Pioneer Residents Honored By Their Relatives And Friends

Frank and Nettie celebrated their 60th anniversary in conjunction with another couple they knew at the Roscoe Methodist Church.  Approximately 250 persons were at the church to fete the couples.  There were brief talks, numerous congratulations, and each couple received a gift – an expression of genuine friendliness and regard – to four persons who served their community and church long and well.

As published in The Beloit Daily News, Monday, March 21, 1938:

Roscoe Couple Observes 60th Anniversary

A host of relatives and friends gathered at the home of Mr. and Mrs. Frank Cummings at Roscoe yesterday.  They observed their 60th wedding anniversary.

Community Pioneers

Mr. and Mrs. Cummings are Roscoe’s oldest couple.  They are pioneers of the community and their years of wedded life eclipse those of any other couple in the village.  There was a dinner at the Cummings home, and their sons, Roy and Leon and their families, Mr. and Mrs. Carry Phelps, Mr. and Mrs. Will Trimmer, of Rockton, Mrs. L. M. Rhodes, Beloit, and Mrs. Ida Steward of Roscoe, all relatives, were present.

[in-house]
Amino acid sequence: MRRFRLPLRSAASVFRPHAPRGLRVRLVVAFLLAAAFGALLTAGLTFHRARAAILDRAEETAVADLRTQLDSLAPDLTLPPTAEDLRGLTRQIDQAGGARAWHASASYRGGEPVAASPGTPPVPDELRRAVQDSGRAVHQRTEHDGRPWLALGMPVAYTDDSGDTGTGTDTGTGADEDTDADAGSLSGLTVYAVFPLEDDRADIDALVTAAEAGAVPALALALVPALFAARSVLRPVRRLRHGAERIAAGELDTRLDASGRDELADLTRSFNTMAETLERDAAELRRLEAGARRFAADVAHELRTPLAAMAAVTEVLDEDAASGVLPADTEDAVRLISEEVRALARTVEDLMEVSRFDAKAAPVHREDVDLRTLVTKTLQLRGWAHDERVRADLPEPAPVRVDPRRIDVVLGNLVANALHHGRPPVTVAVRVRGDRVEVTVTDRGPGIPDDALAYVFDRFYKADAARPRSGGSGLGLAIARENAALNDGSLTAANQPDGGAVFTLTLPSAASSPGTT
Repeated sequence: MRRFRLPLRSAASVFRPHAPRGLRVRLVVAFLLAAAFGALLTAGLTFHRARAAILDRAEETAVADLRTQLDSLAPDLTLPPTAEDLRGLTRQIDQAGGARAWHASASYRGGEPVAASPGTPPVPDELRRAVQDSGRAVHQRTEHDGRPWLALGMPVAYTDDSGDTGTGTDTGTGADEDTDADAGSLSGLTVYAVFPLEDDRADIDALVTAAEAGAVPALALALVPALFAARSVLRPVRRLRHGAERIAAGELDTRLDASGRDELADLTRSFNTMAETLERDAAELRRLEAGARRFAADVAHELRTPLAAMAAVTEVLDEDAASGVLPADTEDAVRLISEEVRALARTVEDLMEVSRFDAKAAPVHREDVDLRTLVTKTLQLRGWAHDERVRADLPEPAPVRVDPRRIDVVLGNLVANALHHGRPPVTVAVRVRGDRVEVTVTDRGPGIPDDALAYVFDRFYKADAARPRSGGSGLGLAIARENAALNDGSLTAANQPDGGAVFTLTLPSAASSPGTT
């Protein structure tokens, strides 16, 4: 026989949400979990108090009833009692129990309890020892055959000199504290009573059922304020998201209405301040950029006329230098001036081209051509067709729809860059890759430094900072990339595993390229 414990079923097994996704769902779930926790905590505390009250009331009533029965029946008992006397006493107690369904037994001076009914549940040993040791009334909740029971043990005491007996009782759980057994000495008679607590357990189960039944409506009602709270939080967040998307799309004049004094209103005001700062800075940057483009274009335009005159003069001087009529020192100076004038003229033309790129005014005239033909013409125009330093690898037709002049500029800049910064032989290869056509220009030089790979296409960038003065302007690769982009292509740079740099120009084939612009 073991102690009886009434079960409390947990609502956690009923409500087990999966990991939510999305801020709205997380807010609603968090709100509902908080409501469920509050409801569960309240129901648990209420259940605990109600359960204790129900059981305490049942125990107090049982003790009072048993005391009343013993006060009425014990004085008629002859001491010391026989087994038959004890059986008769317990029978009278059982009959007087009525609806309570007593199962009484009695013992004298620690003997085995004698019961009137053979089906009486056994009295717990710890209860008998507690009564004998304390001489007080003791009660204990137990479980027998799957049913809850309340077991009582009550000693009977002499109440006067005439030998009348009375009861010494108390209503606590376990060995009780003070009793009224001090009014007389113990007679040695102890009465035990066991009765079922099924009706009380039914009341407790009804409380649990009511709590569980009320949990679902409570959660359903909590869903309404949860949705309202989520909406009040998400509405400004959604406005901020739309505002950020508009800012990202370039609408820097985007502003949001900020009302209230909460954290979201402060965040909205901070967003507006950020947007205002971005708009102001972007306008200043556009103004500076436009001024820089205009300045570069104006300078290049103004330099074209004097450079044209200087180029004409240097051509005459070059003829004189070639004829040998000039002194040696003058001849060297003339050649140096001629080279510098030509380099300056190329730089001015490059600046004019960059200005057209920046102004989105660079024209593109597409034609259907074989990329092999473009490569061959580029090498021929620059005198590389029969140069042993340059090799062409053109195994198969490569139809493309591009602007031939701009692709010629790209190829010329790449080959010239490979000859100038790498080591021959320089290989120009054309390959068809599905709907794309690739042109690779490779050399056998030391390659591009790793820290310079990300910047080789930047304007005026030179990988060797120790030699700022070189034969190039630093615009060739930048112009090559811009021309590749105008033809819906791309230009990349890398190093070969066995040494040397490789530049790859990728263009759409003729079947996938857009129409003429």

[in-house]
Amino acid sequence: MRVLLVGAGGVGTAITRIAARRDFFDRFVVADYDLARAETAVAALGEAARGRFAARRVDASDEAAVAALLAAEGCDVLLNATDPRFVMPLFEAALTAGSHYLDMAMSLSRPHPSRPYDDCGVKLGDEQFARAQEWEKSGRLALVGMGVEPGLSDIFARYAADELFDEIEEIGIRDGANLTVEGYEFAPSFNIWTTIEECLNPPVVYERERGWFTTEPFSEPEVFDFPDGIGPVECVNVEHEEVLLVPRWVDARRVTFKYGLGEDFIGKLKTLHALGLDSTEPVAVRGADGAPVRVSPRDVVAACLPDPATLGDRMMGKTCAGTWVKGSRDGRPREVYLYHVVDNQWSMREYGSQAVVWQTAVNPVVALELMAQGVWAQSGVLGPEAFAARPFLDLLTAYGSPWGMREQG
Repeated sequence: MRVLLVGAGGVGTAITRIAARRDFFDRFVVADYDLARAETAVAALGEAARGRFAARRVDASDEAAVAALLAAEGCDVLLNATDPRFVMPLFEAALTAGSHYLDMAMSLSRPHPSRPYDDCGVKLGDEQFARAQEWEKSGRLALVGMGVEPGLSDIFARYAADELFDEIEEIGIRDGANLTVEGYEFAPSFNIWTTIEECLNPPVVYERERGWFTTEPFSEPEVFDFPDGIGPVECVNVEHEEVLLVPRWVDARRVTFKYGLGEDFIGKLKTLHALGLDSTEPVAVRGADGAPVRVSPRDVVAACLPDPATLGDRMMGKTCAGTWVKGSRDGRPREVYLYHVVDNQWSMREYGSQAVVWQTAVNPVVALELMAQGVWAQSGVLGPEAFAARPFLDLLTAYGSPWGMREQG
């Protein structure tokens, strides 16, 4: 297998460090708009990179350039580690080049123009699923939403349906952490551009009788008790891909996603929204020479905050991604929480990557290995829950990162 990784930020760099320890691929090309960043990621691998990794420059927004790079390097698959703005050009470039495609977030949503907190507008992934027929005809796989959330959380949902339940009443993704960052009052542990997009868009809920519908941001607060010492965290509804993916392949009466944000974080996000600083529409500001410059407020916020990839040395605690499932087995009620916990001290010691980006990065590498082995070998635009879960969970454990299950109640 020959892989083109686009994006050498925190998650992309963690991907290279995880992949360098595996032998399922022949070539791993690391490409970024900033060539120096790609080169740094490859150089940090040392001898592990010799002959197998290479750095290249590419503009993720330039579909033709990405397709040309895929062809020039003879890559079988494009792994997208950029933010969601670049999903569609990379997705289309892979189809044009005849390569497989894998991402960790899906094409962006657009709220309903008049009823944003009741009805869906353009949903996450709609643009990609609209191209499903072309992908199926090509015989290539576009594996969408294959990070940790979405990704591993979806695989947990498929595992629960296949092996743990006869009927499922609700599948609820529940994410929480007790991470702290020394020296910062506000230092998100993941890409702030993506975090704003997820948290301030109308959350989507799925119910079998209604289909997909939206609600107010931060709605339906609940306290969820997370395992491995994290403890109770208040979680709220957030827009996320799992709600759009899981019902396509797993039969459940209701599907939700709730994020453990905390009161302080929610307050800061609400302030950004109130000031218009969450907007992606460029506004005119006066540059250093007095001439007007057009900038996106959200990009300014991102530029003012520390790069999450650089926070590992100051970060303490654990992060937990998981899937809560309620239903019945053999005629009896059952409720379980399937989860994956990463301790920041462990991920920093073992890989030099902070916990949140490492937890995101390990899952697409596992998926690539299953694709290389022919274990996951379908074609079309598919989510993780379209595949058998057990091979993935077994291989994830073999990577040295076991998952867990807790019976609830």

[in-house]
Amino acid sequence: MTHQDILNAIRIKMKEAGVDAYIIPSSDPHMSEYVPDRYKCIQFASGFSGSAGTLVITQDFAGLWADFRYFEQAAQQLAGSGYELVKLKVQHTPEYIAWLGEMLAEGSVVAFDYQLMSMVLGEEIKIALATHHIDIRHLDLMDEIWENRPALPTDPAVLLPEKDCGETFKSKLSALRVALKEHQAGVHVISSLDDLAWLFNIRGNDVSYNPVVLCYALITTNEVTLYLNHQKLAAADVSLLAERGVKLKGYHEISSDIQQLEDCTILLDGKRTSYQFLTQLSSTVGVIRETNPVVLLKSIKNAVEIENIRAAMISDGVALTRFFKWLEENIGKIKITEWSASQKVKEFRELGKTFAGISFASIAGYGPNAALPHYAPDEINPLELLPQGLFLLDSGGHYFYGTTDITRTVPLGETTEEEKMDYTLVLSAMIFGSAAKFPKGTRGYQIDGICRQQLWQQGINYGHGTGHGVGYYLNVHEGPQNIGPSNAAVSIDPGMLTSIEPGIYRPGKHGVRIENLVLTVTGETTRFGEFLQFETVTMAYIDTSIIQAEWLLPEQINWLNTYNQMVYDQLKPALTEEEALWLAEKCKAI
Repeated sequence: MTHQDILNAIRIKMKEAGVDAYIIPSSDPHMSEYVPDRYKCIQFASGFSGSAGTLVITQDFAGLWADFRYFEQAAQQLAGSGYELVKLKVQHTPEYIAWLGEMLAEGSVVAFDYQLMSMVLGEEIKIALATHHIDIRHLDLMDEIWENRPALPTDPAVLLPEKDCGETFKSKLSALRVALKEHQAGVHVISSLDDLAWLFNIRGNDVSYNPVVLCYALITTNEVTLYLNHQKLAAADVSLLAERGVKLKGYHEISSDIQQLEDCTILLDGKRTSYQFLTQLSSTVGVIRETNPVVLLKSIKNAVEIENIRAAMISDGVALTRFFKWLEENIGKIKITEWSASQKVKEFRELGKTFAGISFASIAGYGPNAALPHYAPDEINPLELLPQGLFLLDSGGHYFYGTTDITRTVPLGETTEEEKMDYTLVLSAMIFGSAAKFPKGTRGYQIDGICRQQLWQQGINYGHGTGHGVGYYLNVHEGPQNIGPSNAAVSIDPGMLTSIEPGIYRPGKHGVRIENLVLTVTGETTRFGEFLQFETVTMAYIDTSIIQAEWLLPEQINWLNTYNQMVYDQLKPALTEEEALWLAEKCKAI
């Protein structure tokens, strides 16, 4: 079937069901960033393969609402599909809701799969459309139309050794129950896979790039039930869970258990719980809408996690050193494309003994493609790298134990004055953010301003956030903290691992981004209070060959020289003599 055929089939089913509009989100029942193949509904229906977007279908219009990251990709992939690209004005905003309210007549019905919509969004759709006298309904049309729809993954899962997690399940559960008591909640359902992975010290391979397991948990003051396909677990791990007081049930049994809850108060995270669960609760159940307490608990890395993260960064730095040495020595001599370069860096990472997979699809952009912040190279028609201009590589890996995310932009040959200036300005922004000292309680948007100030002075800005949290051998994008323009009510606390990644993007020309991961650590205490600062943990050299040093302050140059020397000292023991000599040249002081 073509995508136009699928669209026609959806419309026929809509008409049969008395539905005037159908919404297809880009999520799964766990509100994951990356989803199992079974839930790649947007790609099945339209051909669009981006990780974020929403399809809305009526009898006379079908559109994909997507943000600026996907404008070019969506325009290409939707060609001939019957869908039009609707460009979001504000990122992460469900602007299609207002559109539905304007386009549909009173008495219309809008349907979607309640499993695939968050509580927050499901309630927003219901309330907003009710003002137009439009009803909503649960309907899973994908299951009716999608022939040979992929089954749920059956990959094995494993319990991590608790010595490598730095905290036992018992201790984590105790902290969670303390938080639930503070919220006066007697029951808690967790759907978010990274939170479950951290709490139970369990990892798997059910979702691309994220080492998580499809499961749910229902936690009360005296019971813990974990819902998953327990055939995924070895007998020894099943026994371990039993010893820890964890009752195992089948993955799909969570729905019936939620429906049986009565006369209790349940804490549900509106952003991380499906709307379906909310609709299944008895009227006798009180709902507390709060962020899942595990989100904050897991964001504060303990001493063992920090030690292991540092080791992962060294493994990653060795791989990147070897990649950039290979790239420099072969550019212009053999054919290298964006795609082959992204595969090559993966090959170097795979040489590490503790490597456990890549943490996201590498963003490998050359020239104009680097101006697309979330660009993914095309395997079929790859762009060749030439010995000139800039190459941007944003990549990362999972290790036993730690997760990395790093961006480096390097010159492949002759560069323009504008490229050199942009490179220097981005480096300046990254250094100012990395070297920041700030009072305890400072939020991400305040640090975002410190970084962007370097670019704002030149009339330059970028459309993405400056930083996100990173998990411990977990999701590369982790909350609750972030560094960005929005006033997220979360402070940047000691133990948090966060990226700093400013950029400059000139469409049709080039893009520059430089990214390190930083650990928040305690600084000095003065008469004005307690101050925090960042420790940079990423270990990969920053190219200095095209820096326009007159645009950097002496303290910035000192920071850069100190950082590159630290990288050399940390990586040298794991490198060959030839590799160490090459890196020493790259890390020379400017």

Mr. Cummings is 83 years old.  He was born in Oneida county, New York, and he came to Roscoe with his parents when he was three months old.  The family returned to New York and again moved to Roscoe when he was six years old.  He has retired now but he was a farmer, stock and implement dealer before he discontinued his business career.

Reception at Church

Mrs. Cummings was born in Canada near Niagara Falls.  She came to Roscoe with her parents when she was eight years old and has been a resident of the community for 72 years. Absent from the event yesterday was a daughter, Mrs. Bertha Yoakam and her children who live at Pasadena, Calif.  They were home last year.

 

Little Old Lady From Pasadena

Mrs. Frank B. Cummings, 89, a former resident of Roscoe (Illinois), died last Saturday at Pasadena, Calif.  She is survived by a son, R. L. Cummings of Roscoe, and a daughter, Mrs. Bertha Yocum of Pasadena. Mrs. Cummings was born Sarah Antoinette Lundy and people called her “Nettie”.

Death notice was published at bottom of page 1 of: Rockton Herald Thursday January 30, 1947